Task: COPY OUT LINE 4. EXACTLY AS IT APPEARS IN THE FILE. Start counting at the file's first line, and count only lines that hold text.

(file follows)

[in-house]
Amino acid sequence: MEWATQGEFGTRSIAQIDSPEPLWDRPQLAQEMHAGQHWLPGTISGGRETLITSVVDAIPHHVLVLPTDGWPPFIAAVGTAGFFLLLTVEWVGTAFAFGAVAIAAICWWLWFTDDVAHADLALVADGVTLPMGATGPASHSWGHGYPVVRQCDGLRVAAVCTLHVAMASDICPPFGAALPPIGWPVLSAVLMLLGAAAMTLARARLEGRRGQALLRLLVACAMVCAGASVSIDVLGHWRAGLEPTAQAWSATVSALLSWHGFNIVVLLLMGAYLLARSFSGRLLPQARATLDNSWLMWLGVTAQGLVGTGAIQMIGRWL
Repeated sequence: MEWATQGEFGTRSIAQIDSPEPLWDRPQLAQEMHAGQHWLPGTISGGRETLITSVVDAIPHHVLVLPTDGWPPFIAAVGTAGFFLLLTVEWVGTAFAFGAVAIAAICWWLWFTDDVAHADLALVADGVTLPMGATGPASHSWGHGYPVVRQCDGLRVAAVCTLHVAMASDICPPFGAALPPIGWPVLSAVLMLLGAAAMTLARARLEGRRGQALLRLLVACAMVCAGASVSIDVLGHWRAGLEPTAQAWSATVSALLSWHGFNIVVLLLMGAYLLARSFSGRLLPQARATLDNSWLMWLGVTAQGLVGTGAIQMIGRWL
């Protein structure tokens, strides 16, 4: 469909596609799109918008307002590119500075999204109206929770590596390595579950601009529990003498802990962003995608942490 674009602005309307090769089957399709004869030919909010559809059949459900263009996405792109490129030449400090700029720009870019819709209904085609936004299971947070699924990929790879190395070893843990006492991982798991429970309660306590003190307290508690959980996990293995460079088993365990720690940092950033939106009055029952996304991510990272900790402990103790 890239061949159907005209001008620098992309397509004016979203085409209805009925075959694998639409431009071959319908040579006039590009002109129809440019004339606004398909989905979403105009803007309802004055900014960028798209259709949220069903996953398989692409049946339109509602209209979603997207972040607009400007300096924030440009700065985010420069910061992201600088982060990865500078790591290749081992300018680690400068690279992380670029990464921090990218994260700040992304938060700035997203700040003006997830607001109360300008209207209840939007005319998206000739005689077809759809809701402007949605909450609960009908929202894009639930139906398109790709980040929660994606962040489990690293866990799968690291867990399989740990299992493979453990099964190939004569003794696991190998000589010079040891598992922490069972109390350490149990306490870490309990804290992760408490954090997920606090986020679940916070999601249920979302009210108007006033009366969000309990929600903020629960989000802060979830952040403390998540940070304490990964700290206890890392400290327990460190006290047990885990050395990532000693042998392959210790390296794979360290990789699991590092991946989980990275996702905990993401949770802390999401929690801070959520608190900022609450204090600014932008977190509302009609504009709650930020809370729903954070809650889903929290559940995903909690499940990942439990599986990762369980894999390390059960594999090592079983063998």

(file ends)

């Protein structure tokens, strides 16, 4: 469909596609799109918008307002590119500075999204109206929770590596390595579950601009529990003498802990962003995608942490 674009602005309307090769089957399709004869030919909010559809059949459900263009996405792109490129030449400090700029720009870019819709209904085609936004299971947070699924990929790879190395070893843990006492991982798991429970309660306590003190307290508690959980996990293995460079088993365990720690940092950033939106009055029952996304991510990272900790402990103790 890239061949159907005209001008620098992309397509004016979203085409209805009925075959694998639409431009071959319908040579006039590009002109129809440019004339606004398909989905979403105009803007309802004055900014960028798209259709949220069903996953398989692409049946339109509602209209979603997207972040607009400007300096924030440009700065985010420069910061992201600088982060990865500078790591290749081992300018680690400068690279992380670029990464921090990218994260700040992304938060700035997203700040003006997830607001109360300008209207209840939007005319998206000739005689077809759809809701402007949605909450609960009908929202894009639930139906398109790709980040929660994606962040489990690293866990799968690291867990399989740990299992493979453990099964190939004569003794696991190998000589010079040891598992922490069972109390350490149990306490870490309990804290992760408490954090997920606090986020679940916070999601249920979302009210108007006033009366969000309990929600903020629960989000802060979830952040403390998540940070304490990964700290206890890392400290327990460190006290047990885990050395990532000693042998392959210790390296794979360290990789699991590092991946989980990275996702905990993401949770802390999401929690801070959520608190900022609450204090600014932008977190509302009609504009709650930020809370729903954070809650889903929290559940995903909690499940990942439990599986990762369980894999390390059960594999090592079983063998």